I was thinking today about all the things I’ve written.
These thoughts (along with fantasies of joyous early retirement) came to mind as I was suffering from writer’s block — which was quite obvious to the person I report to as she commented that I sure was walking around the office a lot — what she says is a sure sign that Christine is trying to write something.
The other thing I do is use multiple expletives in a long unbroken long chain. I do this in my office and I don’t think I’m loud (I’m convinced it is under my breath) but once a colleague who sits nearby popped her head in asked if I was okay. She was fairly new at the time — I imagine she’s used to it by now and knows it’s just a sign that words are not magically appearing on my computer screen.
So there I was (not typing and swearing periodically) thinking about all the things I’ve written.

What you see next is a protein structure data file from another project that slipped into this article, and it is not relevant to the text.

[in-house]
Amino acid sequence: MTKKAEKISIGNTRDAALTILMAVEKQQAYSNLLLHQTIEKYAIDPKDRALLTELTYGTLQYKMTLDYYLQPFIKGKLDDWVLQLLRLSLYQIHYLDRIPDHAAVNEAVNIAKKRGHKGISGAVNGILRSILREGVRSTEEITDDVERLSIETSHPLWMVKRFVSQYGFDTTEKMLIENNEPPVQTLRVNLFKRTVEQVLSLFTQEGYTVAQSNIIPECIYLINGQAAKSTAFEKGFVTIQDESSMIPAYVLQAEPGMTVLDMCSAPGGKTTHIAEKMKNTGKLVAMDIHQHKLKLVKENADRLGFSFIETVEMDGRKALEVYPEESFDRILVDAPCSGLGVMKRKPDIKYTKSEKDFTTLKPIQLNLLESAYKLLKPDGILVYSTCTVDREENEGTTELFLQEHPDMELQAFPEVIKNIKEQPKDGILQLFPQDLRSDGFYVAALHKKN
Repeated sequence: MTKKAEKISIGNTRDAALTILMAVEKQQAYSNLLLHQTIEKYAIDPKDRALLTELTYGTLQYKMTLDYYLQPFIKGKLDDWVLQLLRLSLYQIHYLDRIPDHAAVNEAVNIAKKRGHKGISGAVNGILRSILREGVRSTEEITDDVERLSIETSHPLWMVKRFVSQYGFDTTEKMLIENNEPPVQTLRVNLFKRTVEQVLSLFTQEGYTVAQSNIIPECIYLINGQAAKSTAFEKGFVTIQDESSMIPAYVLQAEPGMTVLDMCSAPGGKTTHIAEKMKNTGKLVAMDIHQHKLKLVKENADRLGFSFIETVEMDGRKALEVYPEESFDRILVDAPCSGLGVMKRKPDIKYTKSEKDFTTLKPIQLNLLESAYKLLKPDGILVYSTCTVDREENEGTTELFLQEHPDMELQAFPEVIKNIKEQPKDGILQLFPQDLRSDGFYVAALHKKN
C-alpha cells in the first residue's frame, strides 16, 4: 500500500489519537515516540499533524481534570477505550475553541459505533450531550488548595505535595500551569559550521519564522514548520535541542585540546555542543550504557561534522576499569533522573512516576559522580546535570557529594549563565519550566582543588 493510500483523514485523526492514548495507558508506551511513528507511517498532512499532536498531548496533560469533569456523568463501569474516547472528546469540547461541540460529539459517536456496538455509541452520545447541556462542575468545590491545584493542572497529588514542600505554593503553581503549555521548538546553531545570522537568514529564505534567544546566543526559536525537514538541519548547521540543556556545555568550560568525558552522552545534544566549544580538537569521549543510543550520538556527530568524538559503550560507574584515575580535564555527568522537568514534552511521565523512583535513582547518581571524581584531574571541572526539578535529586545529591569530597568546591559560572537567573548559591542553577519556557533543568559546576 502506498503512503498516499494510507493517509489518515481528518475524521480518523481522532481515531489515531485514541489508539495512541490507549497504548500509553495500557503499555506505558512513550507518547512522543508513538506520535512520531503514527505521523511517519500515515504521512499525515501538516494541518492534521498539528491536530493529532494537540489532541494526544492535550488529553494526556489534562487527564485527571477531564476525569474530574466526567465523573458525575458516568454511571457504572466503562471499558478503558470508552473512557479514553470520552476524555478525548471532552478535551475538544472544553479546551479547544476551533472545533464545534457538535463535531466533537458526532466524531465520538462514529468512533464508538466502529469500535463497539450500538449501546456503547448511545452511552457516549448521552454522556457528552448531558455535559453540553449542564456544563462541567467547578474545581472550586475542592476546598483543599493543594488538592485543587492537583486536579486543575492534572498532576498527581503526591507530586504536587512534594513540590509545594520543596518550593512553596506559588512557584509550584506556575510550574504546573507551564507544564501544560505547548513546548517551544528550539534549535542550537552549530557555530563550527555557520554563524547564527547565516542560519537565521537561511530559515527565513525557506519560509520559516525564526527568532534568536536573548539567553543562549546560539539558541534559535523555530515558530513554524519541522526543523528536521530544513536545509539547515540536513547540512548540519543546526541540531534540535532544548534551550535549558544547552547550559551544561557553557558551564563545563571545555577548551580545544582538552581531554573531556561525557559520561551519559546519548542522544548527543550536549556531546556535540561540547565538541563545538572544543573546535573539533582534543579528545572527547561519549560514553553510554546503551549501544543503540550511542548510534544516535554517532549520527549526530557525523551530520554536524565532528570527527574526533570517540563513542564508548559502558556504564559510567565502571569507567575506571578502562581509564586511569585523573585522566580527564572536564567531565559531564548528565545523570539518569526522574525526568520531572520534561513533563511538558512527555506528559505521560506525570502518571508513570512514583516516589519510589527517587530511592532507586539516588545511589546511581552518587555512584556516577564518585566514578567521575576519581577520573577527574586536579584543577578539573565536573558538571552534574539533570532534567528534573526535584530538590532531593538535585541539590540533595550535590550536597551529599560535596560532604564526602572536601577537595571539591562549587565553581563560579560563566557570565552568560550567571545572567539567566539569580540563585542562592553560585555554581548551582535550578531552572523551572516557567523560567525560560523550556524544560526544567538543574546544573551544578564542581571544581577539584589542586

I’ve written (in no order):
- news releases
- public service announcements
- newspaper articles
- opinion pieces
- ad copy
- poster text
- brochures on myriad topics
- a chapter about getting your message out on community television
- radio copy
- quarterly highlights for a major industrial interest (I needed a new bar of soap every three months but they seemed to go over well — I kept on doing them)
- magazine articles
- visual identity guidelines
- web style guidelines
- creative briefs
- pleas for more time to complete a project couched as memos
- regular old memos
- speeches I have given (not that many)
- speeches others have given
- web copy
- banner ads
- two poems published in a (now defunct) literary journal
Once I get going I’m fine. Heck, I’m even pretty good at it but sometimes I think it would be more pleasant to design furniture or plan neighbourhoods — two other things I think I would’ve also enjoyed had I not been seduced by Edward Bernays.
The one thing I don’t think would be pleasant is being a novelist. I think many people who write (PR-ish, PR-y?) things think about writing books but I don’t think I could ever do it — if I didn’t die from drinking all that Tide, I’d wear a path in the carpet around my lonely (novelists don’t have co-workers) desk.